Pro Tip: Be realistic and aim for 80% allocation of resources across projects. This way, you can use resources for any urgent tasks, without disrupting the entire schedule.
- Plan for Absences
While allocating resources, most managers fail to consider absences – both planned and sudden. Make sure to consider the time off of each team member during allocation. By scheduling work for team members when they have planned to take off, you are likely to disrupt the schedule of multiple projects.
Pro Tip: Have a couple of resources as a backup to allocate to urgent tasks, when a team member is absent all of a sudden.
- Use Resource Allocation Tools like the eResource Scheduler
Take advantage of the various advanced features of the eResource Scheduler for resource allocation and workload scheduling. The cloud-based resource allocation tool is highly configurable, and the drag-n-drop planning tools make resource allocation a breeze. The powerful reports make it easy to spot over-allocated resources, and also help you identify real-time availability of resources so that you can quickly assign urgent tasks to the right resources.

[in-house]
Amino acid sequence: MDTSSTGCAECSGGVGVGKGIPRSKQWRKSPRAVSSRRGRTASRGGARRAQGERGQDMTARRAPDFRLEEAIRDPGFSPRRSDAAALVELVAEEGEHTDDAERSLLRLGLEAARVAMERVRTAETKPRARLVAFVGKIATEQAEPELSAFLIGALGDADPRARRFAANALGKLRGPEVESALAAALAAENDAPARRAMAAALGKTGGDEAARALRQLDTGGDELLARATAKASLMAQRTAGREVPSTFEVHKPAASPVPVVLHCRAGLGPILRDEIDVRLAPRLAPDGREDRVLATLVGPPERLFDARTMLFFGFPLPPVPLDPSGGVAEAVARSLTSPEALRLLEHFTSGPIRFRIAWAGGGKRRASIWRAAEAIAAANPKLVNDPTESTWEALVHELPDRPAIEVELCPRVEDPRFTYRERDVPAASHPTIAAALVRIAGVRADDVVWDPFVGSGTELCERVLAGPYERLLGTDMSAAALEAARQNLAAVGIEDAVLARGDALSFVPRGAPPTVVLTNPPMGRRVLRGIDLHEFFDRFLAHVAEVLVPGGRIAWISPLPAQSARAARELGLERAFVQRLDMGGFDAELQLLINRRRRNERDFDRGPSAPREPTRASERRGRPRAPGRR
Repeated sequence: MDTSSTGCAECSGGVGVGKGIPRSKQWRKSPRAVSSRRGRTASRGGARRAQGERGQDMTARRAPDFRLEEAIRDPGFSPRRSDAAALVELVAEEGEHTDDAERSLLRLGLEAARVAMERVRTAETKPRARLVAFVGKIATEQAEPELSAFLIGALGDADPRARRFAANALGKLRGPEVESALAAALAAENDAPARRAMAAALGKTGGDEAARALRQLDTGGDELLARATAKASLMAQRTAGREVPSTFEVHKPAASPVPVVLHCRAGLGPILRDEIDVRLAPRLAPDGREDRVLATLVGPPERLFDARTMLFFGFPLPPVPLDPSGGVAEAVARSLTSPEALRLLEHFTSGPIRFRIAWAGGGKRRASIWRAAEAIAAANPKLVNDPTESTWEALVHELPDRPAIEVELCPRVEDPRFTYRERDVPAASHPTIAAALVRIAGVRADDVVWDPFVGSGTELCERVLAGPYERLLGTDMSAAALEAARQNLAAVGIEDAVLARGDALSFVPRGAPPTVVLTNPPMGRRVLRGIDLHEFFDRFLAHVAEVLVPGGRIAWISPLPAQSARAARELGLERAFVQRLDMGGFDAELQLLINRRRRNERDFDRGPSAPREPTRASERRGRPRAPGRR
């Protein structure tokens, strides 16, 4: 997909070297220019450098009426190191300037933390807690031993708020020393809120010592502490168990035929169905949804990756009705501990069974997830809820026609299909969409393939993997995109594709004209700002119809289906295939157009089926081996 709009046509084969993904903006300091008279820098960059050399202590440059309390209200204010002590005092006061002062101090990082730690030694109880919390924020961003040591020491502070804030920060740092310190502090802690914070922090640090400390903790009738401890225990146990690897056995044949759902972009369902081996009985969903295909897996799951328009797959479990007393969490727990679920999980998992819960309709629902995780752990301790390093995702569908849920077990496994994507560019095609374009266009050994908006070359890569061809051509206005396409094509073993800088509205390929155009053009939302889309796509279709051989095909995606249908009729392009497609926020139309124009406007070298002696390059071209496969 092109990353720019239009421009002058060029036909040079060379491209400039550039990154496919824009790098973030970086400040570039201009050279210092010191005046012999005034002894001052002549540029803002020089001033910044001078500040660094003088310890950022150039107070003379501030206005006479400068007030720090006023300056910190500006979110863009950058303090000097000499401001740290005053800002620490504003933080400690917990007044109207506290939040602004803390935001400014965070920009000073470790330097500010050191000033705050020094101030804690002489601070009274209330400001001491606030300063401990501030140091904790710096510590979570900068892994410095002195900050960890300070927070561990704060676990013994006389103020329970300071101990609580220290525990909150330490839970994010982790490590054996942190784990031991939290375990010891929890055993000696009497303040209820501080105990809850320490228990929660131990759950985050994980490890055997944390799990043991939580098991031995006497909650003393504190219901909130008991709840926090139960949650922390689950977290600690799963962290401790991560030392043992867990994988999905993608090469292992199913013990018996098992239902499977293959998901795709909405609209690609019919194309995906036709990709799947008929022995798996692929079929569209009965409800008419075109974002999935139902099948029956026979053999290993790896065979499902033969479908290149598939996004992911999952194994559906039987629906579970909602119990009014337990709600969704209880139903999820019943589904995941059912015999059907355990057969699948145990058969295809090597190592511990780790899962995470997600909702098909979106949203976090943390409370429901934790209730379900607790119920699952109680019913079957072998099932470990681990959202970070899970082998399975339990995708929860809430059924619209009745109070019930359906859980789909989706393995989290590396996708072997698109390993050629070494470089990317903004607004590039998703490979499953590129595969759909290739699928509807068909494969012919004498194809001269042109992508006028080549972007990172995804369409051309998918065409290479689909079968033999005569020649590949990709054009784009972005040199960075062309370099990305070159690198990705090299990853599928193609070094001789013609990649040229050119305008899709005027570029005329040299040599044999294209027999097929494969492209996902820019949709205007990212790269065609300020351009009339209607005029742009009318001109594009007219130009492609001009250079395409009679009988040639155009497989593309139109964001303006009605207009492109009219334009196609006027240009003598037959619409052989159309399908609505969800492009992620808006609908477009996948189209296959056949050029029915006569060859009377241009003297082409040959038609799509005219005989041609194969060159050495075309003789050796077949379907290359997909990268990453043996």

Advanced features like resource levelling (balancing the workload so that no one resource is overstretched), granular and overall view of resource availability, and complete database of all resources in hand, make it easy to compare and manage resource allocations across projects.
The easy-to-use dashboard presents real-time resource availability and schedule to all managers, so everyone knows who is working on what, till when and other details. This way, resources can be shuffled around without any clashes and delaying projects.
Pro Tip: If you are unsure whether the eResource Scheduler is the right fit for your organization and specific requirements, you can start a free trial. This way, you can get a hands-on experience of the different features and functionalities of the software, and evaluate whether it meets your specific resource allocation challenges.
Put an End to Resource Conflicts with the Right Approach
Use the seven simple but efficient tips listed above and resolve resource allocation conflicts across multiple projects and stay on top of your project schedules.